With 10:22 left in the fourth quarter, the Spurs had trimmed a Thunder lead to three with six quick points to start the final frame. On the road against an elite team, it looked like the kind of moment where a visiting team would crumble.
But that’s when Scott Brooks did something interesting. He took Kevin Durant out of the game.
Nick Collison subbed in for Durant, who joined Russell Westbrook on the Thunder’s bench in critical fourth quarter moments. Brooks decided to trust his bench in a big moment of a big game. And they didn’t just hang on to the lead. They re-extended it. Reggie Jackson started it with a steal and a dunk, then Jeremy Lamb canned a corner 3. Collison finished around the rim, set up by Lamb, and then Jackson hit a runner, set up by Lamb. Timeout Spurs, 7:24 left, Thunder up 94-86, and back in control of the game.
I feel like I can’t stress that enough. Against the Spurs, a measuring bar game that the Thunder obviously really wanted to win, Brooks sat Durant down with the Spurs making a run, and relied on his bench to get things settled again. And they did it. That’s big time.
Typically, the fourth quarter substitution pattern for OKC is Durant checks in with around 10 minutes left, then Westbrook with six or seven minutes left. Westbrook checked back in with 6:09 left, but Durant didn’t re-enter until there was 5:15 left. But tonight, Brooks wanted to let his second unit carry the load for a lot of the fourth, and why not? When you’ve got a guy like Jackson out there that can handle every bit of it, you can not only steal some extra rest for your stars, but put Gregg Popovich on his heels.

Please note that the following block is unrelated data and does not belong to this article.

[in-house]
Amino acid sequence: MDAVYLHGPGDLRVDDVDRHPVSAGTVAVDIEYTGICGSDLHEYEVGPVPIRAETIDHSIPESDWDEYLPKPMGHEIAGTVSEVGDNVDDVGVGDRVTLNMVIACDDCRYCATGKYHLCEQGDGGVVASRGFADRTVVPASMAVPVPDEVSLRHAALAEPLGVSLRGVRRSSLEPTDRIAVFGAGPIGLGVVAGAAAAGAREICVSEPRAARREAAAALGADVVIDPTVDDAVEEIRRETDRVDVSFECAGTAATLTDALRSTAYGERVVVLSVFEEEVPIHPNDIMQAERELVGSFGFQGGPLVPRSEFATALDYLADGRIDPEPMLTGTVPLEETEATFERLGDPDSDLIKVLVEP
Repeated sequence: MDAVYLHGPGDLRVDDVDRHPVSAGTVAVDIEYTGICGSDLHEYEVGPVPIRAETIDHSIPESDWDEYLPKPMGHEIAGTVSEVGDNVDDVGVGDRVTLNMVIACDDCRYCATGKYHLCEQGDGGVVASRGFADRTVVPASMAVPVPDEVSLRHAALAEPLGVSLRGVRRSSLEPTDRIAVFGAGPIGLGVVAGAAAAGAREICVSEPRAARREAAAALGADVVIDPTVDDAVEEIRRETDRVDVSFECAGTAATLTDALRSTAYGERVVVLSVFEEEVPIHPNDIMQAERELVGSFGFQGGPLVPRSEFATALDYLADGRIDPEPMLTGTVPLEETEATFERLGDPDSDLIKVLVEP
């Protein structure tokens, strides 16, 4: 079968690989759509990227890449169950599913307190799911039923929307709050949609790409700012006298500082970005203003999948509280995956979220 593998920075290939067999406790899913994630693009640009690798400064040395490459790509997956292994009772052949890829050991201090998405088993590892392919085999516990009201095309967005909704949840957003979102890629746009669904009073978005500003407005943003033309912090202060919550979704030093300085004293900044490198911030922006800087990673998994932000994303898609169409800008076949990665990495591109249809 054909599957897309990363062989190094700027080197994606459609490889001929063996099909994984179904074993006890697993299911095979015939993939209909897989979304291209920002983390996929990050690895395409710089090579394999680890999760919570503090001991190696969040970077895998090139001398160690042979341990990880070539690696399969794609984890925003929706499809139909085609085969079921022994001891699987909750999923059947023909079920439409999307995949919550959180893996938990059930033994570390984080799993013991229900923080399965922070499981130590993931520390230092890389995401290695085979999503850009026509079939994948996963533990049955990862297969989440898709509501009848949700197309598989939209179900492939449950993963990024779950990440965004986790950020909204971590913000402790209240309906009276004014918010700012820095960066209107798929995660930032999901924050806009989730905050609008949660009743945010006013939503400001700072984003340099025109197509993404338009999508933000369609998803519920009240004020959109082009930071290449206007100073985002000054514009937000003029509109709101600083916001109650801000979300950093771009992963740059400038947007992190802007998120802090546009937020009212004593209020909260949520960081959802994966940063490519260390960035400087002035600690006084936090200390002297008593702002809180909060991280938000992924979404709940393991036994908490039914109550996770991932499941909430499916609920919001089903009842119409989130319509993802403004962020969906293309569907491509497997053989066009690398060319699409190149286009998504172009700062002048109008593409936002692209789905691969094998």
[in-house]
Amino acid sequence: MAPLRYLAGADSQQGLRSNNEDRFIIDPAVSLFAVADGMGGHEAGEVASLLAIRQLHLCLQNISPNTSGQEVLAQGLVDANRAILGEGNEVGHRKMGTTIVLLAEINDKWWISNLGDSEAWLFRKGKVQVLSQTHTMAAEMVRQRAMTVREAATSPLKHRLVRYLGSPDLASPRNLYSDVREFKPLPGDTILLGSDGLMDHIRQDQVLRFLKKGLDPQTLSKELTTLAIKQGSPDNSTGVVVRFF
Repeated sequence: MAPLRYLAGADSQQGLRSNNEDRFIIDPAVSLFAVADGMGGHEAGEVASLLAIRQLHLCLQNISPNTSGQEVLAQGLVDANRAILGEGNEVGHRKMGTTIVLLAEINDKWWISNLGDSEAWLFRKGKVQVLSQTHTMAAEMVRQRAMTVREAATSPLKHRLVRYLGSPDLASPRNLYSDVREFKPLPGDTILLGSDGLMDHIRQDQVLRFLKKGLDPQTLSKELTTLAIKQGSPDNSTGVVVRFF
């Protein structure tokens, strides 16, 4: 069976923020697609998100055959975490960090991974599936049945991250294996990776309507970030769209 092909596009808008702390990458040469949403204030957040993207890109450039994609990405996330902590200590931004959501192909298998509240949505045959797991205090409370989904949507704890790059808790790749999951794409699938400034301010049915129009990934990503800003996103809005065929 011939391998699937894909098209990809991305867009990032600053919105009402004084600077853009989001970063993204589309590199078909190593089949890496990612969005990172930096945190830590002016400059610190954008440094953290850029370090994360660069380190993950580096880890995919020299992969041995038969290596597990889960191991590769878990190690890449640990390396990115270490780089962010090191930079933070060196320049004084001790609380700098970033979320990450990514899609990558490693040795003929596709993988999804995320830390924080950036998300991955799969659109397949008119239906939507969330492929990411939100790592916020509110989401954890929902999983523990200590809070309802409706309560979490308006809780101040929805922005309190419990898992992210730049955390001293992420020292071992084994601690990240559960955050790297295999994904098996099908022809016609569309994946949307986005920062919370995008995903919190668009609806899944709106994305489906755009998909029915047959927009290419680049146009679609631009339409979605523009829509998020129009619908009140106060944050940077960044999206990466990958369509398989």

In the 2012 Western Finals and regular season matchups before it, James Harden was often an X-factor because the Spurs had no way to counter him, and the punch he brought to the bench. Already having to deal with Durant and Westbrook, the Spurs couldn’t find any time to stay in games when they had to rest their starters. And if the Thunder have the good fortune to meet San Antonio in the postseason again, Jackson has that same kind of look. He’s the Thunder’s X-factor against the Spurs. He went for 21 on 8-14 shooting tonight, following up a career-high 23 on 10-14 in the first meeting between the two teams. Jackson’s asking questions that the Spurs don’t have answers for.
After Brooks subbed Durant back in, he promptly splashed a 3 off a Collison offensive rebound, putting OKC up 11 with five to go. An apparent dagger. You know the Spurs are always capable of instant offense runs, and they responded with four points to get it back to seven, but after missing one from the opposite corner, Serge Ibaka dropped a 3 with 3:35 left to put OKC back up 11. Westbrook then slammed the door shut completely with a couple midrange jumpers and there the Thunder were with their ninth straight win, this one being of the most impressive variety on the road in San Antonio.
There’s no doubt that the Thunder present the Spurs a number of different matchup problems and are probably the team they want to face the least in a postseason series. Consider: In the two Thunder wins this season, Westbrook scored only six points on 2-16 shooting in the first, and Durant had *only* 17 on 6-14 shooting. Both were fairly comfortable wins, and the Thunder didn’t put an entire game together. The explanation? Jackson, who made up for it all, and then some.